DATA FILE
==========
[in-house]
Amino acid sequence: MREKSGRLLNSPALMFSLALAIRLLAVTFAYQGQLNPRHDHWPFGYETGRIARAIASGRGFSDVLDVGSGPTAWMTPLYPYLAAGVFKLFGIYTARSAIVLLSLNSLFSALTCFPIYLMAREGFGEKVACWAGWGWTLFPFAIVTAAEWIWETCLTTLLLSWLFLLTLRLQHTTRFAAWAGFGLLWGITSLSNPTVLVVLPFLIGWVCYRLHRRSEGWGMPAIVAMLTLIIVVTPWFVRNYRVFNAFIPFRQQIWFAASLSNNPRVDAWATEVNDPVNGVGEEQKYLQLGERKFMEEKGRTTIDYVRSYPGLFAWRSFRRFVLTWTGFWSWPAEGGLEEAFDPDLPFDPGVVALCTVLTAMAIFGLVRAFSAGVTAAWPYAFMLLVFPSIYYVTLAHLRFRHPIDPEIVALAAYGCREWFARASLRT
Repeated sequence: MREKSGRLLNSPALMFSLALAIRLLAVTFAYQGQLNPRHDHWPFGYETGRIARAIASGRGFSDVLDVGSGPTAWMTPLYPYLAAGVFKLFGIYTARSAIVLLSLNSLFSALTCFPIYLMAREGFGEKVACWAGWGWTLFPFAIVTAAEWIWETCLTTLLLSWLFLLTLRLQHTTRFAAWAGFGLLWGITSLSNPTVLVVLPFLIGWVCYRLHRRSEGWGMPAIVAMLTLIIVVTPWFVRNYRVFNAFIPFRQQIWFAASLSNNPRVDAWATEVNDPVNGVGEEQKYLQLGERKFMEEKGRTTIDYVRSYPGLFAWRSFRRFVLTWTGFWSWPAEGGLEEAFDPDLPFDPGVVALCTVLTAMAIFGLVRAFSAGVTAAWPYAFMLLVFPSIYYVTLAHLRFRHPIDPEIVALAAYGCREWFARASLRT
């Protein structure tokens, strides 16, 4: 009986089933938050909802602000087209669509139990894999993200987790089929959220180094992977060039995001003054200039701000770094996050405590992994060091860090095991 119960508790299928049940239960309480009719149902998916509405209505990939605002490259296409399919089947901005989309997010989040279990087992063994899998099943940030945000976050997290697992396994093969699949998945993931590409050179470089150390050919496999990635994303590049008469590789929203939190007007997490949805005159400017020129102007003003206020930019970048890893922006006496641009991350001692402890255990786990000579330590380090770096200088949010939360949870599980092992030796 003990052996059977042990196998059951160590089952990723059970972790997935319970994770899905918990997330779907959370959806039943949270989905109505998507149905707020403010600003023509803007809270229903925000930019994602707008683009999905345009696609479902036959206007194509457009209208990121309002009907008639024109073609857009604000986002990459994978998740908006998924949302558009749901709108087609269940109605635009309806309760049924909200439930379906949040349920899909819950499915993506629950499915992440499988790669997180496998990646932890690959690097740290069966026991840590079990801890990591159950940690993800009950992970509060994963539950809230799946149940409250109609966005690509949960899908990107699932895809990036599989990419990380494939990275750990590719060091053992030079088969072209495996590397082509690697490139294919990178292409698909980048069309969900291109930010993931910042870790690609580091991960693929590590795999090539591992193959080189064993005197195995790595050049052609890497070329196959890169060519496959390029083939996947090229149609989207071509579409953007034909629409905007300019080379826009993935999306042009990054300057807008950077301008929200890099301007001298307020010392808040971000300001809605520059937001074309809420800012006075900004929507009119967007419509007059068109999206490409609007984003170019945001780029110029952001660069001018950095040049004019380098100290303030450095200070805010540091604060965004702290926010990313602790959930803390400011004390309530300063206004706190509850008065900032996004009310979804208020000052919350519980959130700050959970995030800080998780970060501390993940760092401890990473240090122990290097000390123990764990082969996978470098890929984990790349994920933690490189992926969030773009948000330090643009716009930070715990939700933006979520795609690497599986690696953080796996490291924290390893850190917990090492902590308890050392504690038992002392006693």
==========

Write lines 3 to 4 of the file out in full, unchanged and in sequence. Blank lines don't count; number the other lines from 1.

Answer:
Repeated sequence: MREKSGRLLNSPALMFSLALAIRLLAVTFAYQGQLNPRHDHWPFGYETGRIARAIASGRGFSDVLDVGSGPTAWMTPLYPYLAAGVFKLFGIYTARSAIVLLSLNSLFSALTCFPIYLMAREGFGEKVACWAGWGWTLFPFAIVTAAEWIWETCLTTLLLSWLFLLTLRLQHTTRFAAWAGFGLLWGITSLSNPTVLVVLPFLIGWVCYRLHRRSEGWGMPAIVAMLTLIIVVTPWFVRNYRVFNAFIPFRQQIWFAASLSNNPRVDAWATEVNDPVNGVGEEQKYLQLGERKFMEEKGRTTIDYVRSYPGLFAWRSFRRFVLTWTGFWSWPAEGGLEEAFDPDLPFDPGVVALCTVLTAMAIFGLVRAFSAGVTAAWPYAFMLLVFPSIYYVTLAHLRFRHPIDPEIVALAAYGCREWFARASLRT
């Protein structure tokens, strides 16, 4: 009986089933938050909802602000087209669509139990894999993200987790089929959220180094992977060039995001003054200039701000770094996050405590992994060091860090095991 119960508790299928049940239960309480009719149902998916509405209505990939605002490259296409399919089947901005989309997010989040279990087992063994899998099943940030945000976050997290697992396994093969699949998945993931590409050179470089150390050919496999990635994303590049008469590789929203939190007007997490949805005159400017020129102007003003206020930019970048890893922006006496641009991350001692402890255990786990000579330590380090770096200088949010939360949870599980092992030796 003990052996059977042990196998059951160590089952990723059970972790997935319970994770899905918990997330779907959370959806039943949270989905109505998507149905707020403010600003023509803007809270229903925000930019994602707008683009999905345009696609479902036959206007194509457009209208990121309002009907008639024109073609857009604000986002990459994978998740908006998924949302558009749901709108087609269940109605635009309806309760049924909200439930379906949040349920899909819950499915993506629950499915992440499988790669997180496998990646932890690959690097740290069966026991840590079990801890990591159950940690993800009950992970509060994963539950809230799946149940409250109609966005690509949960899908990107699932895809990036599989990419990380494939990275750990590719060091053992030079088969072209495996590397082509690697490139294919990178292409698909980048069309969900291109930010993931910042870790690609580091991960693929590590795999090539591992193959080189064993005197195995790595050049052609890497070329196959890169060519496959390029083939996947090229149609989207071509579409953007034909629409905007300019080379826009993935999306042009990054300057807008950077301008929200890099301007001298307020010392808040971000300001809605520059937001074309809420800012006075900004929507009119967007419509007059068109999206490409609007984003170019945001780029110029952001660069001018950095040049004019380098100290303030450095200070805010540091604060965004702290926010990313602790959930803390400011004390309530300063206004706190509850008065900032996004009310979804208020000052919350519980959130700050959970995030800080998780970060501390993940760092401890990473240090122990290097000390123990764990082969996978470098890929984990790349994920933690490189992926969030773009948000330090643009716009930070715990939700933006979520795609690497599986690696953080796996490291924290390893850190917990090492902590308890050392504690038992002392006693």